April 2, 2014, Reuters
By Kate Keland
Men who start smoking before the age of 11 risk having sons who are overweight, British researchers have found, adding to evidence that lifestyle factors even in childhood can affect the health of future offspring.
The scientists said the findings, part of ongoing work in a larger “Children of the ’90s” study, could indicate that exposure to tobacco smoke before the start of puberty in men may lead to metabolic changes in the next generation.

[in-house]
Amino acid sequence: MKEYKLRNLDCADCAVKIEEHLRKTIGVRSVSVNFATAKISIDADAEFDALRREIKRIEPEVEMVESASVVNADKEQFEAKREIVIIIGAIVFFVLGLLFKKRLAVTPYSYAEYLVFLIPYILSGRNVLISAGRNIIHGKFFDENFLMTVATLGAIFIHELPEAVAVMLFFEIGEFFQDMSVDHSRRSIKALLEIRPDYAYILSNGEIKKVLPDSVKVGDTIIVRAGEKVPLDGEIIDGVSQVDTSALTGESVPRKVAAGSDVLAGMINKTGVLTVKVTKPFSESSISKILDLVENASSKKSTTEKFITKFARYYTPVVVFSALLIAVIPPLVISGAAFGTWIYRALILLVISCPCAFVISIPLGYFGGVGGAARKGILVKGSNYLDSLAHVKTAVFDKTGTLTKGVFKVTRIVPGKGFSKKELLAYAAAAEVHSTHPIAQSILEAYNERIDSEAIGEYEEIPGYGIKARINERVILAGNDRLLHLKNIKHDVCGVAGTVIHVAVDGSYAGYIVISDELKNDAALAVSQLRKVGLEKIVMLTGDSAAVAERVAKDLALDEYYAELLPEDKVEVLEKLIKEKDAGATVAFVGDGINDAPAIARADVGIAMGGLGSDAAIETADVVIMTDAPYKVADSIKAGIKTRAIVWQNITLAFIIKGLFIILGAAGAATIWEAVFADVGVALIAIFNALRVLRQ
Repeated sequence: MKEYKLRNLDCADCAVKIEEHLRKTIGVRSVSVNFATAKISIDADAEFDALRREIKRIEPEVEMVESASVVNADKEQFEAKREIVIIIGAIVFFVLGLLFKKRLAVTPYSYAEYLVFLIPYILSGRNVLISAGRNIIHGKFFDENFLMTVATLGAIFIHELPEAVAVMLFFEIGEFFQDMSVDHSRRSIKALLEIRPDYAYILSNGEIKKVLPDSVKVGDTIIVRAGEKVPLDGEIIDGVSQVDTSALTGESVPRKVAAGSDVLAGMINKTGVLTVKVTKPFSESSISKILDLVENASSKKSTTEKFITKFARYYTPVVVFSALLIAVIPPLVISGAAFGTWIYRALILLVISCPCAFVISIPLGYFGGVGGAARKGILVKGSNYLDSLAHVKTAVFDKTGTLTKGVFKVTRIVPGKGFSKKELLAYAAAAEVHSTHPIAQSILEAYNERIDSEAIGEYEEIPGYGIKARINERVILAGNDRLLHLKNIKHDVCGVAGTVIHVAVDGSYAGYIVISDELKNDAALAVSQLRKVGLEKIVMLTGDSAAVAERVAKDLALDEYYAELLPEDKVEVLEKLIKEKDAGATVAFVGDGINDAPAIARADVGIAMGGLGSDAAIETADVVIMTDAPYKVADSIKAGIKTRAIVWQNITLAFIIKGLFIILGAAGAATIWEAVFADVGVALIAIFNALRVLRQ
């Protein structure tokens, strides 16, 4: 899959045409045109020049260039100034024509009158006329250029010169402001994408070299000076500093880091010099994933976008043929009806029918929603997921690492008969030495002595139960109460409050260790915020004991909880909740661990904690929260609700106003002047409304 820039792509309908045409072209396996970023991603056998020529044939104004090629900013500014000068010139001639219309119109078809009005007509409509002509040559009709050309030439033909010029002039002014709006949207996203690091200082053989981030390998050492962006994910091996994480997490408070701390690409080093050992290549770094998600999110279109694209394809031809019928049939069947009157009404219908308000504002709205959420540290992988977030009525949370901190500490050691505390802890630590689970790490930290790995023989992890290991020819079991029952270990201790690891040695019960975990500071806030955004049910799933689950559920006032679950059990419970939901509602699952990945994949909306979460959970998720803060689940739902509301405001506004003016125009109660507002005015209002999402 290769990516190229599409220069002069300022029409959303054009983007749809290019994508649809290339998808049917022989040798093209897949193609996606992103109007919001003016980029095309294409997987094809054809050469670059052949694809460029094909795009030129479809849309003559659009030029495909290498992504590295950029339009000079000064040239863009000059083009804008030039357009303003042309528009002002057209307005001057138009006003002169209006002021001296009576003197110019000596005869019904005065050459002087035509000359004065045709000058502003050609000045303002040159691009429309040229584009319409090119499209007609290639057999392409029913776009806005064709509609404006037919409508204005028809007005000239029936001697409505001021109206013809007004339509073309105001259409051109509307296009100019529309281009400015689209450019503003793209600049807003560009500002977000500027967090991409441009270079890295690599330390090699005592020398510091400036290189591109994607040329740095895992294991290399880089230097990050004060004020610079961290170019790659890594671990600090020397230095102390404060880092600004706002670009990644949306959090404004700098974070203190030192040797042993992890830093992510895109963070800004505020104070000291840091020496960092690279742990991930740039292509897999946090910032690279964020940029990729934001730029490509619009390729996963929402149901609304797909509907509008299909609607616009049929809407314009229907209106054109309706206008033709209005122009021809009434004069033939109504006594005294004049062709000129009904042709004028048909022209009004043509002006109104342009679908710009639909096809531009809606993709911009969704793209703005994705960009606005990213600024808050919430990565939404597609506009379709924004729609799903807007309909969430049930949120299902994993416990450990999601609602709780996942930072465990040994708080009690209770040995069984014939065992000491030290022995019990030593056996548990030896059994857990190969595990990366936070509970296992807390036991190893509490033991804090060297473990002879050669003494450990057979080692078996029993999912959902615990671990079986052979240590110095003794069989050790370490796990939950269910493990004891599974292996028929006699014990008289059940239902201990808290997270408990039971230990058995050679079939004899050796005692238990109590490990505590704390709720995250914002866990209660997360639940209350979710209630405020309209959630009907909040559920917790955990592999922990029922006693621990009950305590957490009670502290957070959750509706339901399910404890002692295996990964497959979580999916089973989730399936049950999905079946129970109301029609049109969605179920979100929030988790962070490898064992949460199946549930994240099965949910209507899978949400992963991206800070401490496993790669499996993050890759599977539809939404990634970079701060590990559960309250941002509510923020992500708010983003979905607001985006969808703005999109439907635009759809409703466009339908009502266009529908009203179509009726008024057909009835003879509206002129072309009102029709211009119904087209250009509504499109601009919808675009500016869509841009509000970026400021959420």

“This discovery of transgenerational effects has big implications for research into the current rise in obesity and the evaluation of preventative measures,” said Marcus Pembrey, a professor of genetics at University College London, who led the study and presented its findings at a briefing on April 2. Continue reading